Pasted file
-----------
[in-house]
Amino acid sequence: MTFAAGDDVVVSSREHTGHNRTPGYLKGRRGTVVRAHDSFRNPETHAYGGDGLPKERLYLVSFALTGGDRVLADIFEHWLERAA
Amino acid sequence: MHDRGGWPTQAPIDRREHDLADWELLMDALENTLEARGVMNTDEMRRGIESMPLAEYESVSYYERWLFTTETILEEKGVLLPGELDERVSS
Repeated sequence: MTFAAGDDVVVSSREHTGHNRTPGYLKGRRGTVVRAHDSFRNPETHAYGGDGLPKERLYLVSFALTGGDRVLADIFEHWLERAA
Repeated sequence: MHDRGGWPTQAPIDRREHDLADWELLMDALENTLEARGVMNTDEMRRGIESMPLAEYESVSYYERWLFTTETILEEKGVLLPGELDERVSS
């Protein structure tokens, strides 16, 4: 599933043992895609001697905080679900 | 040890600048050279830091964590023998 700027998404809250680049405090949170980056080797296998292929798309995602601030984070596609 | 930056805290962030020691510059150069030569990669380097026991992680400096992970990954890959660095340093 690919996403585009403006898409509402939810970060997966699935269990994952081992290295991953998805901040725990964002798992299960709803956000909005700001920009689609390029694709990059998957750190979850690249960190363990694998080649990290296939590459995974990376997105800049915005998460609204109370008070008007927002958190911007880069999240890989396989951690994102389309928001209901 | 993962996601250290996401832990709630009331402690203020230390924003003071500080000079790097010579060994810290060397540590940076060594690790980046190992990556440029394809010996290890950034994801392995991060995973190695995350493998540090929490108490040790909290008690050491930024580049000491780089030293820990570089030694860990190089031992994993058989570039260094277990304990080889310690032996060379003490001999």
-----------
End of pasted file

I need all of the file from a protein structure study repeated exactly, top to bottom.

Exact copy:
[in-house]
Amino acid sequence: MTFAAGDDVVVSSREHTGHNRTPGYLKGRRGTVVRAHDSFRNPETHAYGGDGLPKERLYLVSFALTGGDRVLADIFEHWLERAA
Amino acid sequence: MHDRGGWPTQAPIDRREHDLADWELLMDALENTLEARGVMNTDEMRRGIESMPLAEYESVSYYERWLFTTETILEEKGVLLPGELDERVSS
Repeated sequence: MTFAAGDDVVVSSREHTGHNRTPGYLKGRRGTVVRAHDSFRNPETHAYGGDGLPKERLYLVSFALTGGDRVLADIFEHWLERAA
Repeated sequence: MHDRGGWPTQAPIDRREHDLADWELLMDALENTLEARGVMNTDEMRRGIESMPLAEYESVSYYERWLFTTETILEEKGVLLPGELDERVSS
């Protein structure tokens, strides 16, 4: 599933043992895609001697905080679900 | 040890600048050279830091964590023998 700027998404809250680049405090949170980056080797296998292929798309995602601030984070596609 | 930056805290962030020691510059150069030569990669380097026991992680400096992970990954890959660095340093 690919996403585009403006898409509402939810970060997966699935269990994952081992290295991953998805901040725990964002798992299960709803956000909005700001920009689609390029694709990059998957750190979850690249960190363990694998080649990290296939590459995974990376997105800049915005998460609204109370008070008007927002958190911007880069999240890989396989951690994102389309928001209901 | 993962996601250290996401832990709630009331402690203020230390924003003071500080000079790097010579060994810290060397540590940076060594690790980046190992990556440029394809010996290890950034994801392995991060995973190695995350493998540090929490108490040790909290008690050491930024580049000491780089030293820990570089030694860990190089031992994993058989570039260094277990304990080889310690032996060379003490001999």